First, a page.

Photographed in the Schleissheim Air & Space Museum, near Munich, on 2 September 2010.
With two counter-rotating rotors, this is a multipurpose helicopter used in the USSR mainly in the agricultural sector. This simple but robust aircraft was developed by the Soviet helicopter designer Nikolai Il’yich Kamov (1902–1973). The Ka-26 was conceived as a rotary-wing counterpart to the Antonov An-2 for various civil uses, mainly in agricultural applications. Upward and forward thrust came from two coaxial three-bladed rotors, which were counter-rotating to counteract torque. Two radial piston engines provided power. The area behind the fixed, two-man cockpit could be quickly refitted to accommodate a six-passenger cabin, a chemical tank with spraying equipment, geological instruments, a medevac cabin, a winch or a freight platform. The Ka-26 seen here was used by the former GDR airline Interflug as an agricultural helicopter until 1991.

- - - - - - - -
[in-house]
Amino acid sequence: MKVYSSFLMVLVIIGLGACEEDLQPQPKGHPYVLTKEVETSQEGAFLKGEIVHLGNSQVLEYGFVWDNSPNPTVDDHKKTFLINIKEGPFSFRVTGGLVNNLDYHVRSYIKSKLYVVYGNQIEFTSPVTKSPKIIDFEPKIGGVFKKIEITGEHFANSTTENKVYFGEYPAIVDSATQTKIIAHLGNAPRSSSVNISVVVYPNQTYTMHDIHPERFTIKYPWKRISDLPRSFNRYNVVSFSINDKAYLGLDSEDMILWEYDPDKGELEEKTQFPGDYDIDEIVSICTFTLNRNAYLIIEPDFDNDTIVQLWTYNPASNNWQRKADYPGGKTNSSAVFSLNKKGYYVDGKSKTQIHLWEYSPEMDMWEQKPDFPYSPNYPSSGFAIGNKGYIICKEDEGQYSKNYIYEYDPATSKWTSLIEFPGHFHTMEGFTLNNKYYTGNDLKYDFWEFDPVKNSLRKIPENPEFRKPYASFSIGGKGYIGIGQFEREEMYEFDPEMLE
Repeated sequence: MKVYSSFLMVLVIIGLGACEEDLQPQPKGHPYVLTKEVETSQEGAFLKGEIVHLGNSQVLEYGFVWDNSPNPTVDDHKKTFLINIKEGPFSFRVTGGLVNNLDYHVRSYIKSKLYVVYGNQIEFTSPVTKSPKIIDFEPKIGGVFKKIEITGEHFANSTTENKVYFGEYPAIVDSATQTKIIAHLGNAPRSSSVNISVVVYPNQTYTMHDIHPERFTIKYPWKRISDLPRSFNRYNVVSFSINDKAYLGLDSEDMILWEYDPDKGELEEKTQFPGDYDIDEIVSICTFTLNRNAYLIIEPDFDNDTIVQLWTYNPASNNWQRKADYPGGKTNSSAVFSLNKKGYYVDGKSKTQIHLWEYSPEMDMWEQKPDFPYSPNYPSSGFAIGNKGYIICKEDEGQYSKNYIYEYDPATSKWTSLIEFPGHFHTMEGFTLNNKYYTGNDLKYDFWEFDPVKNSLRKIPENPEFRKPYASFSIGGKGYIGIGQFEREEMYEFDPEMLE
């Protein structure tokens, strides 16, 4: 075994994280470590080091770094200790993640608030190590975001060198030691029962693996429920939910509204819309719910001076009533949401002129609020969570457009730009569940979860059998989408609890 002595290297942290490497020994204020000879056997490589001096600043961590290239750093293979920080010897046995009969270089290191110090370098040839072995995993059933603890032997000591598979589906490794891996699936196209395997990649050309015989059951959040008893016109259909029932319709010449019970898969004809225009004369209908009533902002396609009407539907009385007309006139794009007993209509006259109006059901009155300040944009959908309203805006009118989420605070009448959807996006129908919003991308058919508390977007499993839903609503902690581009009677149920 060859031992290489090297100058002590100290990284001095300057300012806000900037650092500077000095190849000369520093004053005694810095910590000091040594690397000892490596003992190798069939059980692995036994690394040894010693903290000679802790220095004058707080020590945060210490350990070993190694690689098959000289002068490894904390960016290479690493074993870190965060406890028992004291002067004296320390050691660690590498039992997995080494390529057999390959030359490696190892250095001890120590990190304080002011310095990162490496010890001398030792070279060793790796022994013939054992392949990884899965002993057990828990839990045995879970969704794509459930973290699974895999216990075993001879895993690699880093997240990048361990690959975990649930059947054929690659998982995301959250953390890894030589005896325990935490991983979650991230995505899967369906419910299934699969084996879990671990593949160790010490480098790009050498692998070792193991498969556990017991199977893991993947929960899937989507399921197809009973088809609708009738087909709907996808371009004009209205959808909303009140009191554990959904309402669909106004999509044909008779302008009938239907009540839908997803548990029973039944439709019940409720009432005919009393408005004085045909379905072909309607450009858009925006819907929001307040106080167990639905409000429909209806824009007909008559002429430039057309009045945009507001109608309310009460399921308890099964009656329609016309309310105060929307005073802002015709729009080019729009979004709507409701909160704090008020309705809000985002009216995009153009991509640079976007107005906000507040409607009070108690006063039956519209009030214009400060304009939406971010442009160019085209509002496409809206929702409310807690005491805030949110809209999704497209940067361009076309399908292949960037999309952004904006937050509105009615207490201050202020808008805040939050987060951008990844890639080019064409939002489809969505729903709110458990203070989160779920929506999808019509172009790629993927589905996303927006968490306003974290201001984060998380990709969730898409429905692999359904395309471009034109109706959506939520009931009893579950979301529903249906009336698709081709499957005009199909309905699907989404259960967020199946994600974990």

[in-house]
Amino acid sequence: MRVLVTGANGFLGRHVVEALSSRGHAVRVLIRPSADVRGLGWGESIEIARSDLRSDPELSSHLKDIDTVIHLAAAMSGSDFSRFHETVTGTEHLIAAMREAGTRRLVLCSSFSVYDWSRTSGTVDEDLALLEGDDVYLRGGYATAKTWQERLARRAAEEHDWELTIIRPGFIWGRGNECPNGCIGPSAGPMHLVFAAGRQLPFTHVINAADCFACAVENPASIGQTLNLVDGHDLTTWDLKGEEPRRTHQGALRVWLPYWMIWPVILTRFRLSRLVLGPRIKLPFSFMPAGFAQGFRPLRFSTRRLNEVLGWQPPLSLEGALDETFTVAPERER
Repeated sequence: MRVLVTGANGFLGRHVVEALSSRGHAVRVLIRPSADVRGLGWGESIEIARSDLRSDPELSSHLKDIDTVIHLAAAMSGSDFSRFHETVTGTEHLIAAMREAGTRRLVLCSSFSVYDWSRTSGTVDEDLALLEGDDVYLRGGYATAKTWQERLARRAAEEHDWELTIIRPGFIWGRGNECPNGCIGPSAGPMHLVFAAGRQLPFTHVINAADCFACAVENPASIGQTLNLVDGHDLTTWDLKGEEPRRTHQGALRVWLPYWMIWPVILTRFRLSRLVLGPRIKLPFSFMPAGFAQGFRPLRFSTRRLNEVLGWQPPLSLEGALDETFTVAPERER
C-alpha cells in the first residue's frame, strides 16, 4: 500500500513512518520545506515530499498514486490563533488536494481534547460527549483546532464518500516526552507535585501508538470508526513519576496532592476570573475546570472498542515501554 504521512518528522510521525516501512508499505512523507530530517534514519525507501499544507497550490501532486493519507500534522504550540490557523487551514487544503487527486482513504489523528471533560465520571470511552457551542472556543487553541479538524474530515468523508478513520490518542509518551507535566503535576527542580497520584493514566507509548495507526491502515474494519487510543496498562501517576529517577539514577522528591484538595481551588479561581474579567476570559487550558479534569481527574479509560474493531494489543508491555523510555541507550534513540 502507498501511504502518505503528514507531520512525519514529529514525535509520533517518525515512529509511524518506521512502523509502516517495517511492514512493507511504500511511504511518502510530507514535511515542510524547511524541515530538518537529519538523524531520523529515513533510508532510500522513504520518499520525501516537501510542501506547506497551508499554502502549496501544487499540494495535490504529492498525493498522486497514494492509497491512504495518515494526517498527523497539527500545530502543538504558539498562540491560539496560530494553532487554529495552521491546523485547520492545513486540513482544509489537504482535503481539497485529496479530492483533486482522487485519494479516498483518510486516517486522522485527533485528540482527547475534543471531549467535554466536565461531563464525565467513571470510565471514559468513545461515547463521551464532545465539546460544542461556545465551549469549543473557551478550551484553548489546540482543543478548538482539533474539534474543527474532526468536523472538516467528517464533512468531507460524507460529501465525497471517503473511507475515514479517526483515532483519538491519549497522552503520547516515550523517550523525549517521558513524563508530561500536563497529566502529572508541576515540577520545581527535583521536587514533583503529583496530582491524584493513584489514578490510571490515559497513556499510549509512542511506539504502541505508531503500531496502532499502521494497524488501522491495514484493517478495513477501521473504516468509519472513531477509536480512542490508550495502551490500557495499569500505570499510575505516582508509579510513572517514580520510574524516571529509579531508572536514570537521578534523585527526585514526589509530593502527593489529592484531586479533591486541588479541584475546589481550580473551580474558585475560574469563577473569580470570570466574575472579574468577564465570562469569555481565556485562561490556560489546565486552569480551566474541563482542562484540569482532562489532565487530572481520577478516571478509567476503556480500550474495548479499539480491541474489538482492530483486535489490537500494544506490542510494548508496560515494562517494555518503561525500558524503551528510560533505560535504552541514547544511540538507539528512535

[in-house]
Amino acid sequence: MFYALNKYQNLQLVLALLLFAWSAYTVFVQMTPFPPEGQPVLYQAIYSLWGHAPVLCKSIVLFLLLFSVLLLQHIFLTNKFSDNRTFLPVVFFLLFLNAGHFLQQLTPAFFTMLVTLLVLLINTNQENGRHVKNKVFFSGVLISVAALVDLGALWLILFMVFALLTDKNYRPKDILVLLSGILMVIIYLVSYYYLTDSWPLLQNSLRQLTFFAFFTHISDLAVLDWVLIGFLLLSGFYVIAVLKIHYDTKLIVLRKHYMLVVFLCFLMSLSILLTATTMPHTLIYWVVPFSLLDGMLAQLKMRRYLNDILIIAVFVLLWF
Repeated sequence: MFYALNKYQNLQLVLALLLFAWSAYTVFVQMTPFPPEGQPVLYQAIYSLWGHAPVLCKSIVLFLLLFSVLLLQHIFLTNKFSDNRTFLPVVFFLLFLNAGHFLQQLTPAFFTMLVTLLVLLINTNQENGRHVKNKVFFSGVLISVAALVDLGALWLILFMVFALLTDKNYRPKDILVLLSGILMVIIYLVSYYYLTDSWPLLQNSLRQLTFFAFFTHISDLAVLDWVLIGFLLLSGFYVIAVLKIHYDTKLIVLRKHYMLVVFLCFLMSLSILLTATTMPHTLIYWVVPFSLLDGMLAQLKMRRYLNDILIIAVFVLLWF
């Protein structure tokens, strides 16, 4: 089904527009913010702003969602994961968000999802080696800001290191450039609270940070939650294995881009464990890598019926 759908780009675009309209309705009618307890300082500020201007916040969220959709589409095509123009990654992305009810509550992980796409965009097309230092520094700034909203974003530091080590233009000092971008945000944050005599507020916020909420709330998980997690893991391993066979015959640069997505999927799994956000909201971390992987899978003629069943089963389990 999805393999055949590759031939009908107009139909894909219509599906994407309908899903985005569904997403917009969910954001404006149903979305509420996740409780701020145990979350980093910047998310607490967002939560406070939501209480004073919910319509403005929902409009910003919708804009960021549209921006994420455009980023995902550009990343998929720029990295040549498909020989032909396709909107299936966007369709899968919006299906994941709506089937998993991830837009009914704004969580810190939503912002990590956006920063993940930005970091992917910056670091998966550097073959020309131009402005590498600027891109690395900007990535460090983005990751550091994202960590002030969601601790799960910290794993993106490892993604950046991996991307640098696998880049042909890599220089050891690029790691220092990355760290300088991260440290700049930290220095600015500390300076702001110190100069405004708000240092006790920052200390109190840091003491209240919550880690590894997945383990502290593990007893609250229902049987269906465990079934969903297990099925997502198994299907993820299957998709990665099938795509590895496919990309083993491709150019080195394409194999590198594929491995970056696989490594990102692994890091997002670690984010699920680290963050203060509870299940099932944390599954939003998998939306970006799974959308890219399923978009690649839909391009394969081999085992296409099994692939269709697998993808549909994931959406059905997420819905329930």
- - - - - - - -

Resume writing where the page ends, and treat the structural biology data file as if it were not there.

Design office: Kamov, USSR, 1970.
Rotor diameter: 13.0 m, Fuselage length: 7.75 m.
Take-off weight: 3250 kg, Maximum speed: 170 km/h.
Range: max. 1,200 km
Power plant: 2 xedenyev M-14 V26 9-cylinder radial engines.
Power rating: 2 x 239 kW.
See picture #10978
Picture added on 27 October 2010 at 08:18